An Advanced Architecture of a Massive Parallel Processing Nano Brain Operating 100 Billion Molecular Neurons Simultaneously

An Advanced Architecture of a Massive Parallel Processing Nano Brain Operating 100 Billion Molecular Neurons Simultaneously

Anirban Bandyopadhyay (National Institute for Materials Science, Japan), Subrata Ghosh (National Institute for Materials Science, Japan), Daisuke Fujita (National Institute for Materials Science, Japan), Ranjit Pati (Michigan Technological University, USA) and Satyajit Sahu (National Institute for Materials Science, Japan)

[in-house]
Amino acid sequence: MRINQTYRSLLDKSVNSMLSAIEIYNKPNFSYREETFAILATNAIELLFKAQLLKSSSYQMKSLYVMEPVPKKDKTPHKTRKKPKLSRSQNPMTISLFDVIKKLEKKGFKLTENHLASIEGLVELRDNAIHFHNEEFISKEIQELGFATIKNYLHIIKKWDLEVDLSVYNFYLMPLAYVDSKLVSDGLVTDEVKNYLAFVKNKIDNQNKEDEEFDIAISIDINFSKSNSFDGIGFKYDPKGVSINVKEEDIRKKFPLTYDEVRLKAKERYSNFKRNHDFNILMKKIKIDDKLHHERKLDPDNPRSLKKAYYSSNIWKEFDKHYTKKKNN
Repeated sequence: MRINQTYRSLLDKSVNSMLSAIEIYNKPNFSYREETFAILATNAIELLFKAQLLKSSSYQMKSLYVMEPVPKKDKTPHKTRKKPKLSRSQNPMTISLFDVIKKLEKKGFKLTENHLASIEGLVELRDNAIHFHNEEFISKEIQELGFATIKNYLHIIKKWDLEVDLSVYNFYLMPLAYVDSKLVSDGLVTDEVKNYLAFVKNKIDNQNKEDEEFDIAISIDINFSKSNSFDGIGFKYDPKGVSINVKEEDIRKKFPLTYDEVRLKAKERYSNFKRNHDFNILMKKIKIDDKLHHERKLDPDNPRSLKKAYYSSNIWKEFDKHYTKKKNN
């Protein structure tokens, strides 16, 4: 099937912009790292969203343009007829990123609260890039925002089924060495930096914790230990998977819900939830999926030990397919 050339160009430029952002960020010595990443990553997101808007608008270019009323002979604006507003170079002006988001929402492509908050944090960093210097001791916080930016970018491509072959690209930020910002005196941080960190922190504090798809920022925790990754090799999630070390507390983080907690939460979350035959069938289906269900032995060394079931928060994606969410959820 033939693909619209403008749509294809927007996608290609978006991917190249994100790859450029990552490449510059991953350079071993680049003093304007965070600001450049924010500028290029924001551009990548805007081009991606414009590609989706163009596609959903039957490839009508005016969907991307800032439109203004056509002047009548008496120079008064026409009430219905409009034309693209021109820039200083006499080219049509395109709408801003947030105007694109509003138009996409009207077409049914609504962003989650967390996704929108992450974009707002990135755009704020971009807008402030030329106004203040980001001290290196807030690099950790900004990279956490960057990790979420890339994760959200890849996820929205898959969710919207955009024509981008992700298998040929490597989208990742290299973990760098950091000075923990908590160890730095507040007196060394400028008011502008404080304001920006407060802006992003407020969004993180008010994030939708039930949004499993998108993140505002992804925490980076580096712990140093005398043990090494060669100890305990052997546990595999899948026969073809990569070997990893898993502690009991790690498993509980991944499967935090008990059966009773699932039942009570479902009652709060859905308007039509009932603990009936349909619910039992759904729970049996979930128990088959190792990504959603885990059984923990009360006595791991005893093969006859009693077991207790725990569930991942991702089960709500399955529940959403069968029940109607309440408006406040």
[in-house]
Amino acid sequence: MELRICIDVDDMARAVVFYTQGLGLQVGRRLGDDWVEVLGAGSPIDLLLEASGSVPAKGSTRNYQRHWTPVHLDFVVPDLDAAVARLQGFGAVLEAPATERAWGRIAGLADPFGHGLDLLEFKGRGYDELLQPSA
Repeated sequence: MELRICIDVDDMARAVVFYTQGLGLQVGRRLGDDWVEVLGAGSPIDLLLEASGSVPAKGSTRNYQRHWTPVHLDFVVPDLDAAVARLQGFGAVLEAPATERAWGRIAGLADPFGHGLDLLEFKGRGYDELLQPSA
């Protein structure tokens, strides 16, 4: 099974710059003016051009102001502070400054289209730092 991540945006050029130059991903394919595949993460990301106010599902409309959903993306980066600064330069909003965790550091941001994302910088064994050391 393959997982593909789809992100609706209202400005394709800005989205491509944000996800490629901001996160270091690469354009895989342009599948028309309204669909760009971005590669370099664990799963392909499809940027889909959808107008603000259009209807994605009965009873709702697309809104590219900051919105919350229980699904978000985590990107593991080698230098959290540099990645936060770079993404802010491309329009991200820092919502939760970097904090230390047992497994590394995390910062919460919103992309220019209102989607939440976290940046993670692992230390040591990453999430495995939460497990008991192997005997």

DOI: 10.4018/978-1-60960-186-7.ch004
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Abstract